Advent (2014): Real Beginnings and Standing Firm

12DEC2014—2nd Friday ADVENT Year B

Advent: Real Beginnings and Standing Firm

Scripture Reading:  Year One Readings from the Book of Common Prayer

Psalm 31  Isaiah 7:1-9  2 Thess. 2:1-12  Luke 1:46-55

All preparation has a starting point—a place of beginning. Advent, the coming of Christ Jesus is our beginning. “For no one can lay any foundation other than the one already laid, which is Jesus Christ.”

“With all these things in mind, dear brothers and sisters, stand firm and keep a strong grip on the teaching we passed on to you both in person and by letter. (2 Thess. 2:15 NLT)

I’ve been thinking about this idea of beginning places and starting points, how it relates to preparation. One idea I’ve had is that the starting point for my faith journey may not have been with the moment of the Incarnation. The preparation for my Christian experience was muddling around with a bunch of different spiritual experiments and concepts. I discarded this theory though, because all of those experiments failed. They were “sputter” starts and never really launched into anything significant.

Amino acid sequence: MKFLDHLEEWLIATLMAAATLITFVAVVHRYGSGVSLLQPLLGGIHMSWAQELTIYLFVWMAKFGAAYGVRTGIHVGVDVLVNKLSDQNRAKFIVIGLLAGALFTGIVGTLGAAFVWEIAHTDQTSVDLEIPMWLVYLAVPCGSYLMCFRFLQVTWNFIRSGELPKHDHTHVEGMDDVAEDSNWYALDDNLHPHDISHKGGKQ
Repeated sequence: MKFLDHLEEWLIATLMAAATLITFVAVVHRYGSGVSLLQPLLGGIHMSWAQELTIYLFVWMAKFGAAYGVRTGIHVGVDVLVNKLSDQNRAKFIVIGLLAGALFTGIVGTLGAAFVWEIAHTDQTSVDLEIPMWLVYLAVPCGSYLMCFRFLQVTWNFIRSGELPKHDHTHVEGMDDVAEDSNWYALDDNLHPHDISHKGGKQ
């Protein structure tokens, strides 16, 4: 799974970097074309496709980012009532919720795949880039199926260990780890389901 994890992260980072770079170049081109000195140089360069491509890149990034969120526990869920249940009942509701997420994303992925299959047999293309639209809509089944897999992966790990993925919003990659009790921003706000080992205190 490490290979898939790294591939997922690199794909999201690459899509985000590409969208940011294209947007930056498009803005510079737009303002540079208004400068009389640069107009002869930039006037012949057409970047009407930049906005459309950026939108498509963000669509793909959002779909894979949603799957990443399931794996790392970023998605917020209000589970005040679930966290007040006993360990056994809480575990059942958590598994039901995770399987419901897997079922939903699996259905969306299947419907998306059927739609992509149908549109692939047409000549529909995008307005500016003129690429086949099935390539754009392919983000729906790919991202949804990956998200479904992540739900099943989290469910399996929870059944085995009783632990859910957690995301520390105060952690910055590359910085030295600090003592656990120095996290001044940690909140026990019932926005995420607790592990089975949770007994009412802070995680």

“Unless your faith is firm, I cannot make you stand firm.” (Isaiah 7:9 NLT)

I think my real starting point and preparation did begin when I looked to the Incarnation. When I really took Jesus at his word and began to model my life from the beginning point of His condescension (Philippians 2:5-7; John 12:24-26), my journey started. This beginning point was not a failure to launch, but has been met with real change having a true spiritual vision to realize Christ-like transformation. Joan Chittister holds a firm line in her belief that the Coming of Christ is the beginning point of the spiritual journey.

If, focused on the Christ Child at the very beginning of the liturgical year (Advent), we do not have the spiritual vision to see meaning there and to develop it within ourselves, there is nothing else on earth that will ever be able to supply it for us. -Joan Chittister; The Liturgical Year